Posts By: Rabbi


The cities of Sodom and Gomorrah are well known. While the Bible narrates the contemptible way in which the citizens of those towns treated Lot and his angelic guests, our Midrashic literature pursues the question still further. Just how wicked could the inhabitants be to warrant Divine destruction of these cities? Many examples are given…. Read more »

End of the Summer, Beginning of the Year

Summer is on the wane; the daylight hours imperceptibly shorter one by one as the month ticks by, and Earth speeds on in its orbit. Around the meeting point of summer and fall lie our great holidays: Rosh HaShanah, Yom Kippur, Sukkot and Sh’mini Atzeret. Metaphorically, spring symbolizes birth, summer—growth and productivity, fall—the onset of… Read more »

How Sweet the Sound

August 11th, 2014, a series of events in Ferguson, Missouri sent shock waves across our nation. A festering wound deeply felt by our African American citizens could no longer be ignored. Despite calls for a peaceful reaction, emotions veered out of control. In the months that followed we witnessed on our screens, and read in… Read more »

Three Years Ago…

Just a litte more than three years ago I fell in love with a congregation. There was something genuine about the people I met; a lack of pretension; a sincere desire to move forward into the uncharted waters of the future. Above all, I felt a sense of community; one made up of many diverse,… Read more »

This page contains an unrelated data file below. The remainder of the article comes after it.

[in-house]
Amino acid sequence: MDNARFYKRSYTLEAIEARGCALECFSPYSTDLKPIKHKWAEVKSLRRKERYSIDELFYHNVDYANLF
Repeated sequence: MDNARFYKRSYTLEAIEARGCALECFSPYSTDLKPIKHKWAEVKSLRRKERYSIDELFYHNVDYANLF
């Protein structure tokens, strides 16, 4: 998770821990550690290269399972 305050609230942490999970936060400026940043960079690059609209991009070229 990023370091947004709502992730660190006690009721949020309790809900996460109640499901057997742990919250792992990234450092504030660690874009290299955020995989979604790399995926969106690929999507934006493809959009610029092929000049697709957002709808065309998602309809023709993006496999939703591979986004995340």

Ask the Rabbi: Kosher Curiosities

Use the comment section to ask your questions on keeping Kosher, and we’ll answer them… Dear Rabbi; We are learning about keeping kosher. It’s nice when we have a Hekhsher (kosher symbol) telling us that the processed item is kosher. What do we do when there is no Hekhsher on the item? Is there a… Read more »

Is There a Pray-er in the House?

My dad, Rabbi Meyer Miller, was ordained at the Jewish Institute of Religion (the Reform Rabbinical School in New York City). I grew up a P-K (preacher’s kid). At that point in social history, attending services wasn’t a choice. I remember chomping at the bit for services to come to an end. I would sit… Read more »

The beauty of Daily Minyans

I actually started davening (attending minyan services) regularly at my first pulpit, Temple of Aaron, St. Paul MN, back in the mid seventies. I found that getting together with fellow daveners bracketed my day in a unique way. The ideas expressed through the prayers covered the spectrum of emotions from “thanks” to “hope” to “seeking”… Read more »

A Speech by the Israeli Vice Ambassador to Norway

I would love to have everybody read the September 27, 2014 speechgiven in Oslo by the Israeli Vice Ambassador to Norway, George Deek. It so totally makes the point of my Kol Nidre sermon. Please see the current Shofar to read this long but very worthwhile speech. Thanks to our recent guest speaker at Beth… Read more »

New Year, New Hope

New Year, New Hope: These days you have to have a strong heart to listen to the news! ISIS, Gaza, Russia, Ukraine, Ebola, the Border Immigration Crisis and the drought to name just some. Sometimes one wonders if the world is coming apart at the seams. The level of inhumanity in some areas borders the… Read more »

Rabbi’s Remarks: “Past Imperfect, Future Tense”

My late father, Rabbi Meyer Miller, found this “grammatical” headline intriguing. I actually think he may have used it as a title for a Rosh Hashanah sermon or two! Even thirty years ago it captured the world political situation. For whatever reason, we human beings appear incapable of learning the lessons of history. Or perhaps… Read more »